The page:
Real estate exemption - good news for forest owners
Andrew McEwen, New Zealand Tree Grower February 2018.
Since November 2017 current and prospective forest owners have once again been able to use forestry professionals to help with the purchase or sale of forest land, forests, forestry rights and other interests in land. This was stopped in late 2009 by provisions in the Real Estate Agents Act 2008.
This Act restricted real estate work to licensed real estate agents and those exempt under the Act. Until now, the only exemptions were for lawyers, conveyancers and licensed auctioneers. However, the Real Estate Agents (Exemptions) Regulations 2017 made it legal for registered members of the New Zealand Institute of Forestry (NZIF) to help their clients in real estate negotiations. This is the first exemption made.
The Act defined real estate work as undertaking work or providing services on behalf of another person for the purpose of bringing about a transaction. A transaction includes the sale or purchase of land or an interest in land, including leases and licences, forestry rights and easements. General assistance was allowed, but problems came when a person helping a buyer or a seller was asked by the client to be part of the negotiations with the other party.
This might happen, for example, when a forest valuer is asked to sort out differences between their value and the value determined by the other party’s valuer, or when there are differences between financial aspects of the transaction, or when conditions for access arrangements or forestry rights have to be negotiated. As a result, the Act meant that a land owner could not ask a forestry professional, or any other professional apart from a licensed real estate agent or solicitor, to help them with negotiations associated with real estate transactions.
The NZIF felt it was unfair for land owners with an interest in forests to be stopped from using forestry professionals to help with such transactions. Equally, the NZIF felt it was unfair for forestry professionals to be stopped from offering services they had traditionally provided to their clients. As a result, the NZIF applied for an exemption, but only for those members who were registered. Registered members are allowed to call themselves ‘registered forestry consultants’ or ‘registered foresters’.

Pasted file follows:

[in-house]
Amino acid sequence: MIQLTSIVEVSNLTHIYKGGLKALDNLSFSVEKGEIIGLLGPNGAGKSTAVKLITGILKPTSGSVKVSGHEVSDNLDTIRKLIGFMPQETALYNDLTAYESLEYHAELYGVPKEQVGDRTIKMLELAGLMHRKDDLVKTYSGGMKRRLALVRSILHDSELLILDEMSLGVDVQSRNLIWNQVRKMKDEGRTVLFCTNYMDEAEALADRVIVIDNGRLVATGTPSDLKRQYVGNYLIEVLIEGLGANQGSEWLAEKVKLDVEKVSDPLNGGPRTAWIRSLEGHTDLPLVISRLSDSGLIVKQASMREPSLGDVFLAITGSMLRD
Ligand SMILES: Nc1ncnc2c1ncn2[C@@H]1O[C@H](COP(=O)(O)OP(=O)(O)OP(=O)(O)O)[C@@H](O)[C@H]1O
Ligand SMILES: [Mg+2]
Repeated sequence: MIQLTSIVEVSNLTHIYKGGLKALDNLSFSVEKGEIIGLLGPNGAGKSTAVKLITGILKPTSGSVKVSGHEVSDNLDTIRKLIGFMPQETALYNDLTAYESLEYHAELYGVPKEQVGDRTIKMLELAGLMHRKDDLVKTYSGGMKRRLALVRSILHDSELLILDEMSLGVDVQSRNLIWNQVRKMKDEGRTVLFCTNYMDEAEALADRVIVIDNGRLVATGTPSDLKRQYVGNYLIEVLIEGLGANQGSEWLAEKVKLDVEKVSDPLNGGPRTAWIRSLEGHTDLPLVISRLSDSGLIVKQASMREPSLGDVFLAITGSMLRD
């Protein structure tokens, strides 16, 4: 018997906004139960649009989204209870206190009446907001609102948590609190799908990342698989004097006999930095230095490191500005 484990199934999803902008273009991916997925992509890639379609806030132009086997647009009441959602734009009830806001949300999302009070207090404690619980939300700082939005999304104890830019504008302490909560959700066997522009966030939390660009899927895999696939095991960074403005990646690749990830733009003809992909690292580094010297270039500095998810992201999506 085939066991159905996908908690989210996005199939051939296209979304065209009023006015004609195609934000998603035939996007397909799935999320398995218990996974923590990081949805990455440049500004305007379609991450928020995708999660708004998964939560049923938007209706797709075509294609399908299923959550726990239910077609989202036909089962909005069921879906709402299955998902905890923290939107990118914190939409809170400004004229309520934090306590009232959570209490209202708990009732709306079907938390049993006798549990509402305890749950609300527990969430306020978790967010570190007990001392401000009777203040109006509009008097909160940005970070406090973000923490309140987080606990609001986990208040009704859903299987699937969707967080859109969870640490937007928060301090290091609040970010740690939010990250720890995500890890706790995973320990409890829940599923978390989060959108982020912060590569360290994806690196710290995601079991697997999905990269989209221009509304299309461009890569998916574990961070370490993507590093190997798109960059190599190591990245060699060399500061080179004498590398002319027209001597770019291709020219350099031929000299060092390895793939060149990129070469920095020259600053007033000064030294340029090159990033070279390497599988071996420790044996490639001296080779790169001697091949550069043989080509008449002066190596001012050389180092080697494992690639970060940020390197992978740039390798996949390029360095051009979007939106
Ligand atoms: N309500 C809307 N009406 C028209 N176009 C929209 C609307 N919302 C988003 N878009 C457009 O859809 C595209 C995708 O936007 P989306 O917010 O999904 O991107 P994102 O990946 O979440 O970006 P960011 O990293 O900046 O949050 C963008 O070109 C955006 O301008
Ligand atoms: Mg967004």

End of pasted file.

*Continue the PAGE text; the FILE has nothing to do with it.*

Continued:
The focus of Ministry of Justice officials during negotiations on the exemption was to make sure there were sufficient processes in place to ensure competent and ethical conduct on the part of those who would be exempted. Property owners considering transactions, will be pleased to know that, after some changes were made, the NZIF registration scheme was found satisfactory in this respect. The exemption was granted and published as the Real Estate Agents (Exemptions) Regulations 2017 and came into force on 1 November.
What does a registered member of the NZIF offer to a land or tree owner? What safeguards are there for the client?
To start with, becoming registered requires qualifications and experience in forestry which have been recognised by the registration board. There is a peer review process that allows others to object to the registration. The board conducts regular reviews of registered members and there are continuing professional development requirements which have to be met.
Members must meet the requirements of the NZIF Code of Ethics, one of which is that they cannot undertake work which is outside their area of competence. If there are complaints that a member has breached the code or other requirements, and the complaint is upheld, one of the penalties that can be imposed is loss of registration.
When it comes to helping a client with a real estate transaction, there are other restrictions designed to protect the client. The transaction has to be connected to forestry − for example, the registered person cannot help you sell houses in town. There must be full disclosure of conflicts of interest, the registered member cannot handle funds connected with the transaction and so on.
So next time you have a property transaction in mind which involves or potentially could involve forests, why not engage a registered member of the NZIF? You can find a list of registered members at www.nzif.org.nz. Just make sure the one you engage can produce a current certificate of registration, issued by the NZIF Registration Board.
Andrew McEwen is a Registered Forester, a former NZIF President and a current member of the NZIF Registration Board. He is not looking for clients who want assistance with real estate transactions.